A Syrian refugee camp in the desert is an unlikely place to rent a wedding gown — until you step inside “Salon Al Fardous” or “Paradise Salon.” It’s housed in one of the trailers that line Market Street, the main road of Zaatari, Jordan’s largest camp for Syrian refugees.
In the large windows are gowns in shades like brilliant red and turquoise (white is not necessarily the color of a bridal gown in Muslim traditions). And inside the store there are dozens more — for brides and members of the bridal party of all ages.
When I entered, I was greeted by a cheer from the owners, an effervescent Zeyneb Assaf and her smiling husband, Hussam Assaf. I nearly forgot where I was, the extreme poverty of the camp and the war that was its cause. A little girl burst through a door twirling in a white princess dress. She posed briefly for the camera before amid the colorful clothes.
Photojournalist Adib Chowdhury and I were on assignment for iguacu, an independent charity that investigates humanitarian crises. We had spoken at length with Syrian refugees who had lost everything in the seven-year conflict. There are now some 80,000 refugees in the Zaatari camp, which opened in 2012.
Paradise Salon is one of an estimated 3,000 informal stores along the vibrant and dusty Market Street, where refugee entrepreneurs defy displacement. They don’t have any licenses, they don’t pay taxes. But there they are.
“We have to live our life, we have to continue,” Hussam declares. “To do nothing is not an option. We have to do something.” And life goes on, even in the camp. During the summer wedding season, the Assafs say they rent out about five dresses a week for the equivalent of about $35 to $45 apiece.
Hussam was a carpenter in his hometown of Daraa, Syria, and his wife was a hairstylist — until they fled about four years ago. Daraa was one of the hotbeds of the rebellion.
“We came up with this idea, together, one day in the camp,” he explains. “I would rent the gowns, she would do the hair and makeup. She supported me a lot and we succeeded together.”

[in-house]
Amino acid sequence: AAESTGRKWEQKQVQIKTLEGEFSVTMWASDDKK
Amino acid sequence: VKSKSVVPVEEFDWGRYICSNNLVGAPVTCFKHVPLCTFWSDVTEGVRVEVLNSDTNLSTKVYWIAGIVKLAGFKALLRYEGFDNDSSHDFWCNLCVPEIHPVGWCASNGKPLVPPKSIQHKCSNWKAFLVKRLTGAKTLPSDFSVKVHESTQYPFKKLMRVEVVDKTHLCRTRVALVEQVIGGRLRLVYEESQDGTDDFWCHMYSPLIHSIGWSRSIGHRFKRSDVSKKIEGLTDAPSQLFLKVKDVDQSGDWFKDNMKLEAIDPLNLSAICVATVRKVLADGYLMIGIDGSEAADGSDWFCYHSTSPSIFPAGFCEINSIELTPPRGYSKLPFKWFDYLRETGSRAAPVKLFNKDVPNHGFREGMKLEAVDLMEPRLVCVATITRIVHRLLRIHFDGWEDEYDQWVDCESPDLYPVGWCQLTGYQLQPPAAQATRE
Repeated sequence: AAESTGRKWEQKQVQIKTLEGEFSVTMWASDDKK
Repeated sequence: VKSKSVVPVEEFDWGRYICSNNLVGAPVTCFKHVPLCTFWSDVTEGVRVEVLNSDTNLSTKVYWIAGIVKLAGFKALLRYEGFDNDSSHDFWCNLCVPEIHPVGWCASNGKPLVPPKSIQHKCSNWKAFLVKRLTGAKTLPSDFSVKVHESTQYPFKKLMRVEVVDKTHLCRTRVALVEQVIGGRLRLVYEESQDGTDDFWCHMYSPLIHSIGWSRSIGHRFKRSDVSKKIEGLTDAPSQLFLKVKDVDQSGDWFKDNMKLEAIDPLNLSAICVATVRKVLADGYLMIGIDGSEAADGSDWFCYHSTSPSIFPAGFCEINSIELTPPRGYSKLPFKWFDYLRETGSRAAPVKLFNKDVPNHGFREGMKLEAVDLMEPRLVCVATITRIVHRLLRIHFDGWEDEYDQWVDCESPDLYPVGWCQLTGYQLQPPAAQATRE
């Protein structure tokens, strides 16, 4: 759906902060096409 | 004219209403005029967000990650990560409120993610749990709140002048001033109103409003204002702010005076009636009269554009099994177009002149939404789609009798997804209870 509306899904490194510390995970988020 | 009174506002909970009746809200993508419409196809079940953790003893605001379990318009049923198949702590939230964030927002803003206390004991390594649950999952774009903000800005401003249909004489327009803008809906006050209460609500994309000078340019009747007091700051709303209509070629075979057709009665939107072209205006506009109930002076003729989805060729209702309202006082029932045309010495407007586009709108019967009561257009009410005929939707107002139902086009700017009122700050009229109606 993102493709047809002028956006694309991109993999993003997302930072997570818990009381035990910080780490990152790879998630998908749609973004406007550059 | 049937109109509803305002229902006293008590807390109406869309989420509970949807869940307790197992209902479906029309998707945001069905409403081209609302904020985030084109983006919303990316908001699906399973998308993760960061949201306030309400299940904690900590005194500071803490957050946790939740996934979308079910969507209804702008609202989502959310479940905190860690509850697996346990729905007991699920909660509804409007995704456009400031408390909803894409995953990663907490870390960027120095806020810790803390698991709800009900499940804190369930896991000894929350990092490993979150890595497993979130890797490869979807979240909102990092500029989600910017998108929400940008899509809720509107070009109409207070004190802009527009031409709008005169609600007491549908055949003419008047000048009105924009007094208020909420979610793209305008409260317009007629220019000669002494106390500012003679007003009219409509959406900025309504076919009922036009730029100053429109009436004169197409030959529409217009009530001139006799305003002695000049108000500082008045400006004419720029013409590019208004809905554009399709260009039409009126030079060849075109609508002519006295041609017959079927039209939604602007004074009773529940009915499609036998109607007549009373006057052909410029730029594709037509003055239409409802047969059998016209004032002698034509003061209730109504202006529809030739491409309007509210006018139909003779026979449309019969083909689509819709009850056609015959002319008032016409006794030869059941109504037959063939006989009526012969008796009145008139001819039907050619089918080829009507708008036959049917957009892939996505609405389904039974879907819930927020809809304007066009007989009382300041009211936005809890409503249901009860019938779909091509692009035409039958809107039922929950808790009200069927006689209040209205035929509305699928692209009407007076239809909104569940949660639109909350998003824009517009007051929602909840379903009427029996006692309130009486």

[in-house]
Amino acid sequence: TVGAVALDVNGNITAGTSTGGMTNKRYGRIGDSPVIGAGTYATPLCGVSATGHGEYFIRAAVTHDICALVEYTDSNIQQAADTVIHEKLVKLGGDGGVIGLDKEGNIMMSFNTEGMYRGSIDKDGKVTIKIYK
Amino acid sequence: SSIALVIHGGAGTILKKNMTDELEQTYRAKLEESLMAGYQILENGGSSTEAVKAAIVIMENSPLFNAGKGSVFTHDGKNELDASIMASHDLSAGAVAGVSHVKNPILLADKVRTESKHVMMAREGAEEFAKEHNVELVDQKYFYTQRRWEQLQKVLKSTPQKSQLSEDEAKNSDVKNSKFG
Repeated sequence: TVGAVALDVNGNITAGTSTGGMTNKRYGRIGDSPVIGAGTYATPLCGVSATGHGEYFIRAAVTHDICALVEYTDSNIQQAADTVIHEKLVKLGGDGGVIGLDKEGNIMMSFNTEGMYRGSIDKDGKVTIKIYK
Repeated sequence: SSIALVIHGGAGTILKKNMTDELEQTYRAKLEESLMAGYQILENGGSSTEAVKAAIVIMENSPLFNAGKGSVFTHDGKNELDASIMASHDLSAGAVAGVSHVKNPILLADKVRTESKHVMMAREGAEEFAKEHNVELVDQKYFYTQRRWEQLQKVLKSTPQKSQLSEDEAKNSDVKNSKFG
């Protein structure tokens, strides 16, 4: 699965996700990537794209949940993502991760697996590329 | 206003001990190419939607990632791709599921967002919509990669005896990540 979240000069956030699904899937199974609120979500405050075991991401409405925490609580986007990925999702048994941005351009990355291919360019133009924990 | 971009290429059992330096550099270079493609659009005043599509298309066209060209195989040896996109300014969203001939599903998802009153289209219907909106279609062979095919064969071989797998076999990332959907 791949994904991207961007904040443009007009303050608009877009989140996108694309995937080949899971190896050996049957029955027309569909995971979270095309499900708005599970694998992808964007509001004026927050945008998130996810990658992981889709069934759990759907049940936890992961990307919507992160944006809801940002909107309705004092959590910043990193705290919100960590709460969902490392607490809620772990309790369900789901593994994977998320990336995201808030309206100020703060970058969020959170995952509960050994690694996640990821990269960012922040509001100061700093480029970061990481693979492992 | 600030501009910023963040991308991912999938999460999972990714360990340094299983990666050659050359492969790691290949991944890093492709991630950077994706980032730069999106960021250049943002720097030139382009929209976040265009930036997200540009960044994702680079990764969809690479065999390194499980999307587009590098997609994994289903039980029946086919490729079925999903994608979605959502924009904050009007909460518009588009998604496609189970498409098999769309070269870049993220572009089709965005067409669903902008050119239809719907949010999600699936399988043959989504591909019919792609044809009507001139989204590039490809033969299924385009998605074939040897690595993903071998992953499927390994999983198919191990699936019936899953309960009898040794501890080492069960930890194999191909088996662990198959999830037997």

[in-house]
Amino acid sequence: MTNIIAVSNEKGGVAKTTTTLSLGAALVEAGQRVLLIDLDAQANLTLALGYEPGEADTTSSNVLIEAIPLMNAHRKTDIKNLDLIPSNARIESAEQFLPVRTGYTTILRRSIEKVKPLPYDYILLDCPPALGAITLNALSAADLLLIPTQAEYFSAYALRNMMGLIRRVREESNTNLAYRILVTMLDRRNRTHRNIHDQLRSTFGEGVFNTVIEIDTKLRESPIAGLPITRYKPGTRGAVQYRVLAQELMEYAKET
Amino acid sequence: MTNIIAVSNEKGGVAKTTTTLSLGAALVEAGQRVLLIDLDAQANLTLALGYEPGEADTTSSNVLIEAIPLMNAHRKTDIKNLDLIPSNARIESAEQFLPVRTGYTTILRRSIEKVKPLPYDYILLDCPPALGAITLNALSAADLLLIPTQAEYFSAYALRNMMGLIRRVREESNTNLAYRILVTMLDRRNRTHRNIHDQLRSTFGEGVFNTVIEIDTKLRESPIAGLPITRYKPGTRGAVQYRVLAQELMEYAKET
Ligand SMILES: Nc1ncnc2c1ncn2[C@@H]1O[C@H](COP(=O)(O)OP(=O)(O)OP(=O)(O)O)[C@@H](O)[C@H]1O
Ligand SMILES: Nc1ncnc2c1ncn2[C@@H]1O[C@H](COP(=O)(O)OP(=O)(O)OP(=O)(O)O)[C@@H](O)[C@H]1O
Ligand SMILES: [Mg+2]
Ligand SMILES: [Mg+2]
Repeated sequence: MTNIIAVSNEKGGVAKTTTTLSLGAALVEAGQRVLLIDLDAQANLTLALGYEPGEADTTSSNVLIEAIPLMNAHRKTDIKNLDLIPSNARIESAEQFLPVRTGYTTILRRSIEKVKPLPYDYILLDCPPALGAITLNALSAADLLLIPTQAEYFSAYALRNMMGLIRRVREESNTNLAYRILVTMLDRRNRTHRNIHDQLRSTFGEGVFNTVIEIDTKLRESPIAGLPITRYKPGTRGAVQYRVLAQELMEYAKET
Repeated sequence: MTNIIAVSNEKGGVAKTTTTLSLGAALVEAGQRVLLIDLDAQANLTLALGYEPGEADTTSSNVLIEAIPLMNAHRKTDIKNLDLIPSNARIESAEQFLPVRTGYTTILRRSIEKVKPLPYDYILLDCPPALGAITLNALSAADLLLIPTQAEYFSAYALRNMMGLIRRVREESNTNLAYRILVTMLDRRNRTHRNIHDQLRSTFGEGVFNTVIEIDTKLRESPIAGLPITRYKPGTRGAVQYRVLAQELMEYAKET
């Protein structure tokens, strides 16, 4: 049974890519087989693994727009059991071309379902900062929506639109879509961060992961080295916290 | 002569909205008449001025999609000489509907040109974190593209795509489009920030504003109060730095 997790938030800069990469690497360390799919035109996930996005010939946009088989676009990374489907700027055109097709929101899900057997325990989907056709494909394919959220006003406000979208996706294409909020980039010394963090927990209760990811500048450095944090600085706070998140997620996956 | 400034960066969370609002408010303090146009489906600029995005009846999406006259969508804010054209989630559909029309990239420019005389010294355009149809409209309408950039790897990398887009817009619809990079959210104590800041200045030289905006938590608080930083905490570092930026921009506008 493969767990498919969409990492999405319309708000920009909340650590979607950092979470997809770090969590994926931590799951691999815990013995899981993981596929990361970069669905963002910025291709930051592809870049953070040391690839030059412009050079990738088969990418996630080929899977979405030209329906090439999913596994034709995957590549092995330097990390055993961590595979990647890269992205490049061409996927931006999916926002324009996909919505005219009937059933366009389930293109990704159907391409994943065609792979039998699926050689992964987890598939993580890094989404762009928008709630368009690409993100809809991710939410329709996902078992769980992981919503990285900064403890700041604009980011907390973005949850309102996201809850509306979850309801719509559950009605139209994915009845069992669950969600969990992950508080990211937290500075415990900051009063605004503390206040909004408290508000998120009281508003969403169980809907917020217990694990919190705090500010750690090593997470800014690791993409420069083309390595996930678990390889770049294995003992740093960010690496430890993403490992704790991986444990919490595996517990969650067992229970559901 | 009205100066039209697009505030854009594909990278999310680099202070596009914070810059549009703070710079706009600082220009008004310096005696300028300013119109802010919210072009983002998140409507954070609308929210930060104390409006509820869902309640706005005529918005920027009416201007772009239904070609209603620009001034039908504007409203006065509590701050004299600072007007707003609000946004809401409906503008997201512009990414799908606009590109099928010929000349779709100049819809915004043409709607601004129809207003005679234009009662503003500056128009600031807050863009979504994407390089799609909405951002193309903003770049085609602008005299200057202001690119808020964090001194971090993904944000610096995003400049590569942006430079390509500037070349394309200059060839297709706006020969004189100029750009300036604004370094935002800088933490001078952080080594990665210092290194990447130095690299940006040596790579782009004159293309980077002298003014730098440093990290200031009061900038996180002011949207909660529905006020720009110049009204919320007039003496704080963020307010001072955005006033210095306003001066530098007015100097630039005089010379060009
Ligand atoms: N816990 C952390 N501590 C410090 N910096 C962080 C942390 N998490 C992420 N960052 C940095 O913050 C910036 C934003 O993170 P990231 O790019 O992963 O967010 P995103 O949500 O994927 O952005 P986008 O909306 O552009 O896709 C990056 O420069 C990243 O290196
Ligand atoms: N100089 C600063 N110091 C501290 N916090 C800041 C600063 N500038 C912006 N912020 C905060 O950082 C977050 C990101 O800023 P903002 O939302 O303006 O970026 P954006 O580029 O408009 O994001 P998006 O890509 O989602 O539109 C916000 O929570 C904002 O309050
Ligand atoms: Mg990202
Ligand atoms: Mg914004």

They started their business in 2014, purchasing four wedding dresses from a business in Amman.
Scraping together the money to buy the gowns was a struggle. “I had two rings that I had to sell,” Hussam says. Zeyneb pipes in from the corner of the shop’s room where she was taking a break: “The biggest challenge was the money! … And the dust! The dust is killing us, and there’s no water.” The lack of water, they say, makes it difficult to wash the gowns.
Four years later, they have competition in the form of other wedding rent-a-dress shops. So they are always striving to stand out. “Yesterday, we repainted the place,” Hussam says.
The money they make definitely helps. In the camp, there are food distributions and vouchers handed out by the U.N. and some “cash-for-work” programs run by charities, but many families struggle and do not have three meals a day.
They’re not the only upbeat venture in the camps.
Down the street from Paradise Salon is “Paris Perfume,” run by Ahmad Atalla. He’d run a perfume shop in Syria, so it seemed natural to him to try to rebuild it in the camp. “That’s my trade, that’s what I do. That’s what I like,” he says.
To create a business in such a place means literally starting from scratch.
“We began very small,” says Atalla. “First, we had only a tent, with a small stand. Next we had a corrugated panel shack. Then we bought a caravan [the prefab structures that line the street].”
“Getting the products was hard. We had to get a permission from the police to exit the camp and try to find affordable merchandise in Jordanian towns.”
The shopkeepers also faced criticism from fellow refugees. Some of them have a difficult time with the idea of settling into life in the camps rather than focusing on a possible return home or making it to another country.
Even as they celebrate their success, the memory of a devastating war is ever-present. Atalla remembers “the bombings and the fear — the fear for the children’s safety.” A father of three, more at ease selling perfumes than handling weaponry, he had refused to fight. “I was supposed to be conscripted for the army, but I didn’t want to fight for either side,” he says. “Because of this, there is a warrant for my arrest.”
The shopkeepers are proud of their ventures but still dream of a different life.
“It’s just a way to survive,” Atalla says. “I just want to go back home. I’m hoping to resettle, for the sake of my children. For us, it’s too late. But my kids are young, the bigger is 4 years old. I want to give them the chance to build something elsewhere. I don’t want their future to be lost, like their parents.”
When she learns I am French, Zeyneb starts clapping, yelling out, “French! We want to migrate to France! Is France taking in any refugees?”
“They took 5,000 in last year,” I reply.
She hopes there’s room for “just one extra family,” she says, bursting out laughing. Hers.
A researcher and freelance writer, Nathanael Chouraqui previously worked as a research coordinator and senior Middle East researcher for the independent research organization iguacu and as a research consultant at Harvard University.
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